Business

Women Worst Hit As COVID-19 Crisis Shuts Garment Factories

By Akanimo Sampson

A large number of poor workers, primarily women, have lost their income as many garment producing factories have reduced or temporarily suspended their activities. Some have closed entirely.

©ILO Addis Ababa

Consequently, many workers have had their hours reduced or have been laid off, most without any severance payment or unemployment benefits.

The restrictions and health measures related to COVID-19, and the accompanying general business uncertainty, have had a devastating socio-economic impact on workers and employers in the global garment supply chain.

To alleviate the situation, a multi-donor initiative has been designed to provide cash transfers and personal protective equipment (PPE) and deliver awareness raising campaigns on OSH.

It will also provide policy advice on social protection and OSH, with the aim of building peoples’ resilience to future shocks.

This approach links work to meet immediate humanitarian needs with that of building longer term, sustainable solutions that are part of national policy frameworks.

The multi-donor programme’s integrated strategy aims to assist both workers and private sector businesses rebuild their economic activities, mitigate further interruptions in the supply chain, and provide direct support to garment sector workers, especially women in Bangladesh, Cambodia, Ethiopia, Indonesia, Lao People’s Democratic Republic, Madagascar and Vietnam.

The initiative will build on the country level activities of three existing International Labour Organisation (ILO) areas of work – the Vision Zero Fund (VZF) , social protection  and the Better Work Programme  – making use of their existing local networks and operations.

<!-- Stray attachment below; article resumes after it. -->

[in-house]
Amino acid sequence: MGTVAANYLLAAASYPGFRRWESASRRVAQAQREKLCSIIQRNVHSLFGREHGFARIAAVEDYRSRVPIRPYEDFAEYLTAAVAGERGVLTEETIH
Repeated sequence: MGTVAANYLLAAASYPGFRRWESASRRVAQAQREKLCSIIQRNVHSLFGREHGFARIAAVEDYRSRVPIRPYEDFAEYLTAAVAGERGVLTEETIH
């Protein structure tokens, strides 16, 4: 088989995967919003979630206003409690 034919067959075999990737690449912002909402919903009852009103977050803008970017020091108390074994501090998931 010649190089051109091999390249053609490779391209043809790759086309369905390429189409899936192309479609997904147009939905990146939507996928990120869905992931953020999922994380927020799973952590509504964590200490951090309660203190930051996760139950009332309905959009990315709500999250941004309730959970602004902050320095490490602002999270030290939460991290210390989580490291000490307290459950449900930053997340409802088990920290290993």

The programme will also support the practical implementation of the Call to Action in the Global Garment Industry.  By helping to coordinate public and private sector responses to the pandemic the project also contributes to the overall efficiency and coherence of responses to the crisis.

“For example, young mothers and workers particularly at risk of falling into poverty will receive one-off support payments. And we are building up testing capacities in order to protect workers’ health”, says German Development Minister, Gerd Müller.

“With these measures we are making it possible to preserve hundreds of thousands of jobs. For this we are working with the ILO, which we initiated together with the German Labour Ministry. The measures are part of our global Emergency COVID-19 Support Programme.”

The unprecedented nature and scale of the COVID-19 crisis and the related socio-economic impact, underlies the multi-donor structure of the programme. The BMZ contribution will allow work to begin rapidly and on a global scale. Other funding contributions are needed to allow this work to support all those in need.

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